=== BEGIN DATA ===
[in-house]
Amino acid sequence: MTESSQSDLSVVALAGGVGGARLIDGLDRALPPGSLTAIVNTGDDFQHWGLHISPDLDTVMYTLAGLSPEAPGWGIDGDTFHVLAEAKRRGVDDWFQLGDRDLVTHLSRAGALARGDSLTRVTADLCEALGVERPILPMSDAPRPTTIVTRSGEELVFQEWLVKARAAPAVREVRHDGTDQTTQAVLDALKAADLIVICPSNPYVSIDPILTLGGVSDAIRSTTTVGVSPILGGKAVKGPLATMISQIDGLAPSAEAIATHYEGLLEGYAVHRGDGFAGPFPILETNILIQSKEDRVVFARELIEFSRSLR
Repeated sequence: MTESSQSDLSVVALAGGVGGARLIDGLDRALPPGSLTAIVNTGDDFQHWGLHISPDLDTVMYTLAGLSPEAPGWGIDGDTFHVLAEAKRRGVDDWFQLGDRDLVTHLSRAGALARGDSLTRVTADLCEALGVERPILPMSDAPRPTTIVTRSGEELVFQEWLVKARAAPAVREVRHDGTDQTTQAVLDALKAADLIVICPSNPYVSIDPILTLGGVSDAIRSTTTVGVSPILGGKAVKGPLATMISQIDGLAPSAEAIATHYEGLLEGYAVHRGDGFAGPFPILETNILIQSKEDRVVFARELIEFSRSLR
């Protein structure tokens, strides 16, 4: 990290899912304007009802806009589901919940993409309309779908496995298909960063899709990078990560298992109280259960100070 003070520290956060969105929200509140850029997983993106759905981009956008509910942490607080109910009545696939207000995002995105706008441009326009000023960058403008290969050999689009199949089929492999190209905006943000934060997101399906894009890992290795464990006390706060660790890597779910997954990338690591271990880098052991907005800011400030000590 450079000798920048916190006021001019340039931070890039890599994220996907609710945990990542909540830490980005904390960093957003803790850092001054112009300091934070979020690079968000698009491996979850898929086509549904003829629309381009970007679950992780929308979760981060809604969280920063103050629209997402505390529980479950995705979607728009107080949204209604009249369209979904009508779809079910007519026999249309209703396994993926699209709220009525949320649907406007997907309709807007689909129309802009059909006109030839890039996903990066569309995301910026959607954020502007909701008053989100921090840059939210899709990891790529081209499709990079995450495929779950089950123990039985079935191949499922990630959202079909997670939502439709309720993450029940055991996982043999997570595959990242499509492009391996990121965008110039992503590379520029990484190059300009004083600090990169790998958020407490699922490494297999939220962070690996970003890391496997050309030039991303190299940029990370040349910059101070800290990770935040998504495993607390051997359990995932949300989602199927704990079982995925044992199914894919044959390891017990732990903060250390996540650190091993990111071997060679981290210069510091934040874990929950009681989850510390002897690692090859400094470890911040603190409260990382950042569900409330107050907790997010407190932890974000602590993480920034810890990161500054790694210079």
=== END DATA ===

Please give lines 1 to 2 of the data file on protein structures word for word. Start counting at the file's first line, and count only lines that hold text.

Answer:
[in-house]
Amino acid sequence: MTESSQSDLSVVALAGGVGGARLIDGLDRALPPGSLTAIVNTGDDFQHWGLHISPDLDTVMYTLAGLSPEAPGWGIDGDTFHVLAEAKRRGVDDWFQLGDRDLVTHLSRAGALARGDSLTRVTADLCEALGVERPILPMSDAPRPTTIVTRSGEELVFQEWLVKARAAPAVREVRHDGTDQTTQAVLDALKAADLIVICPSNPYVSIDPILTLGGVSDAIRSTTTVGVSPILGGKAVKGPLATMISQIDGLAPSAEAIATHYEGLLEGYAVHRGDGFAGPFPILETNILIQSKEDRVVFARELIEFSRSLR